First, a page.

Cierra Fly Bobo is no stranger to the world of entrepreneurship and creativity.Formerly known as the artist FLY Musiq, she has performed on stages in front of thousands, releasing her debut album in 2012.  She is also an author who has written and sold three books over the course of two years.  Since then, she has created FLY Life Inc., an organization for young girls, and has mentored and influenced over 1000 girls in her hometown of College Park,GA. We sat down to talk with her about her journey and what it means for her to be an entrepreneur serving her community. 

When did your entrepreneur journey start? 

In 2011. I was 26 when I decided no longer to do a 9-5 job.  God opened doors doing radio and tv interviews and I got introduced to Sam Collier and his organization, No Losing. I was around all these people who wanted to impact the world and they cut back on teachers like a month into the school year. I was like let me go for it.  It has not been easy;  it’s been extremely hard and has cost me tears and relationships. But it’s also been rewarding, I’ve learned a lot. 

What were you like growing up? 

I grew up in college park and I was very unapologetic. The church always made me feel self-conscious but my mom was always my biggest cheerleader. She was always in my ear telling me to wear whatever I wanted.  She was classy enough to not have me looking crazy. I would wear baggy clothes and my mom would tell me to stop hiding it. She’d be like “naw, put this on.” 

I’m learning more and more to be bold. Fashion is a bridge of influence so I always felt like that was one of my super powers. Little girls will come up to me because my hair is pink. They are drawn to me because of the way I dress. It makes me admire my individuality and authenticity. It takes bravery to have the strength and confidence to be yourself.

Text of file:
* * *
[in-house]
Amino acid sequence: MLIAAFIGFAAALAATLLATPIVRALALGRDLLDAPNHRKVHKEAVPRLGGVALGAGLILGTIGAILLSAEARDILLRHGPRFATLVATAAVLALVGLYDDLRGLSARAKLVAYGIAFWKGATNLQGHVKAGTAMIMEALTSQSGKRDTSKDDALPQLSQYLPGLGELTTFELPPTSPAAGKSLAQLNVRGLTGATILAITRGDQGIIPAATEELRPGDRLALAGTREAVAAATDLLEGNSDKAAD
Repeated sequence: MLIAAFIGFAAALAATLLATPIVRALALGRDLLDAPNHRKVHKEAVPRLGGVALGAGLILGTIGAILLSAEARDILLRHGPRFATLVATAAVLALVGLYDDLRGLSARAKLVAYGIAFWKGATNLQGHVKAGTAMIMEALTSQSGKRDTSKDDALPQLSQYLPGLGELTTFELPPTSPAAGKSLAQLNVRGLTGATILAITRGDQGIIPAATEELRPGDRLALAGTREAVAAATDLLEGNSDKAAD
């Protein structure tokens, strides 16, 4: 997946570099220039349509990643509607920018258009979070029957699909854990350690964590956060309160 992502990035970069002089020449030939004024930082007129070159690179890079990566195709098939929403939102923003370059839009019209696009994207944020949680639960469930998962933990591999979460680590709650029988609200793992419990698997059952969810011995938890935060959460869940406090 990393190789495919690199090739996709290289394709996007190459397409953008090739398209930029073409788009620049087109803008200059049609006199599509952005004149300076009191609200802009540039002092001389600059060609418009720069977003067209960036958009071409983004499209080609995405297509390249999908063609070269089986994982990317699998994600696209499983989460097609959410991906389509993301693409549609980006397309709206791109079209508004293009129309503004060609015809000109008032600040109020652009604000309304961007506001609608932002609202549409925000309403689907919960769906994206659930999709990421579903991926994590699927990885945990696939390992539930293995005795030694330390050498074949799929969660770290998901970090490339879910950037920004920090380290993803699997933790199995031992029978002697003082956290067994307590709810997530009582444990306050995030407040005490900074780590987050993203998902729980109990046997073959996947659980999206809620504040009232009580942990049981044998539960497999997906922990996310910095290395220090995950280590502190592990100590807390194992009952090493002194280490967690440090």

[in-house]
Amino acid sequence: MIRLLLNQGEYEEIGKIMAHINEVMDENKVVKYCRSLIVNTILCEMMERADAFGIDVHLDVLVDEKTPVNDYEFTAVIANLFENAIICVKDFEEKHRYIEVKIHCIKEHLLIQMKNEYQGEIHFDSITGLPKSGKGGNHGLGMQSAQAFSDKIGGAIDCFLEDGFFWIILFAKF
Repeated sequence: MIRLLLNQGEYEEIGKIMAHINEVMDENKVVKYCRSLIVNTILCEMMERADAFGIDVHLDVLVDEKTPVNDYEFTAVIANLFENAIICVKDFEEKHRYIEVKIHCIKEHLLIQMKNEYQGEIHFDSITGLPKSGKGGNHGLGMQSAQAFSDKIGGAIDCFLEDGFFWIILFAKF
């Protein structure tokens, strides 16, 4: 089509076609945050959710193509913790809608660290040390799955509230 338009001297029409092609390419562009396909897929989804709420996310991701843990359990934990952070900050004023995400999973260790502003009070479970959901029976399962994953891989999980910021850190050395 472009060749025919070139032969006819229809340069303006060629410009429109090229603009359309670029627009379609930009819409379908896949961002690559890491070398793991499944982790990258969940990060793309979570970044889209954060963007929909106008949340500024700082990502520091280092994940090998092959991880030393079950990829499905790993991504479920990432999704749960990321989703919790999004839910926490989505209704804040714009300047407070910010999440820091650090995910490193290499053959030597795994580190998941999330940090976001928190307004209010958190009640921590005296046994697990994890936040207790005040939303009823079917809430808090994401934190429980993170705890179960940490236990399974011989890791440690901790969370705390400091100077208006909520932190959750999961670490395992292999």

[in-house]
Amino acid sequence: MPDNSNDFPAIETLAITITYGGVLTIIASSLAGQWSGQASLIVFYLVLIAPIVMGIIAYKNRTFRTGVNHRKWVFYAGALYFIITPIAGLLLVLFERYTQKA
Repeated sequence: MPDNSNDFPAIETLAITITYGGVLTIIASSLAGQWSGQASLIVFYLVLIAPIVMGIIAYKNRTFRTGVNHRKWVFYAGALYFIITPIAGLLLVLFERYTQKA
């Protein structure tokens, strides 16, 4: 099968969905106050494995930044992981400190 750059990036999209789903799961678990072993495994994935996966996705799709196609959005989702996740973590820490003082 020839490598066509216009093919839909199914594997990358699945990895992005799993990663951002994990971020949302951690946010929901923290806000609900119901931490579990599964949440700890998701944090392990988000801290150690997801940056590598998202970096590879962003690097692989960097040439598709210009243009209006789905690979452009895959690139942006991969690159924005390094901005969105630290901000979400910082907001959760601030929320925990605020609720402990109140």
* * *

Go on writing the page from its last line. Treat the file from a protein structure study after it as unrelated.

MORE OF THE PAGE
What motivates you? 

My biggest motivation is financial freedom as a tool to empower others and myself. It frees your time. It allows you to do things for people and it allows you to do things when and how you want. It frees me up time to empower other people and invest into what I know has value. 

What has it been hardest to overcome? 

My mind is my greatest battle. My mental stability has always been my fight. I have dealt with depression and I have to be a very great steward over what I think about. I meditate on things. I overthink things that I shouldn’t even be thinking about. I have to conquer my mind. 

I’ve evolved through a lot of hard times, tears, pain. It’s been rough. I’m at a place where I love who I’m becoming. I’m more interested in being who I am. I’m more content in being who I am as opposed to trying to strive to be something. Trying to be great in all these roles versus just being. 

I have to do things differently like eating better in order to sustain the call on my life. I lost hair. I had to shave my head bald for a while on the sides and the back. Walking through all of that stuff put life back into its proper perspective. 

I am evolving into a new person. I’m learning to steward what I have. If it grows, great, if not, great. I don’t want to be so caught up that I’m not enjoying my life. I want to enjoy my life. That matters more to me than anything. 

Do you have a personal mantra or mission? 

Just to be me at all times. Me not being me jeopardizes my purpose. My purpose is attached to the real me. If I show up as someone else, I’m messing up and shortchanging the room. There’s only one me. Being myself is a form of worship. When I show up as myself, I am worshipping God because I am aligning with who I was fearfully and wonderfully made to be. 

What is your vision for the next 10 years? 

I want to be an investor; not always for financial return. I’d love to own a lot of real estate. I see myself  investing while June Marie is thriving and growing. I want us to be more innovative by hiring new, fresh minds to take it to another level. 

I hope to see Fly Life impacting girls across the nation while I push the vision as the founder; empowering people through my voice. 

What is your biggest challenge as an entrepreneur? 

My biggest challenge is definitely knowing my value.  I didn’t know how to do business in a sense of what to charge for my services and how to position myself to negotiate deals and not short change myself. I had to learn to position myself in contracts and multiple streams of incomes so I wasn’t depending on one pool. I’ve had to learn how to get several contracts to sustain myself. I didn’t have the financial strategy. I just thought I was going to blow up. You can’t pay your rent and your mortgage on that.

You can visit to learn more about Cierra and her vision to help women be authentically themselves by styling their identity.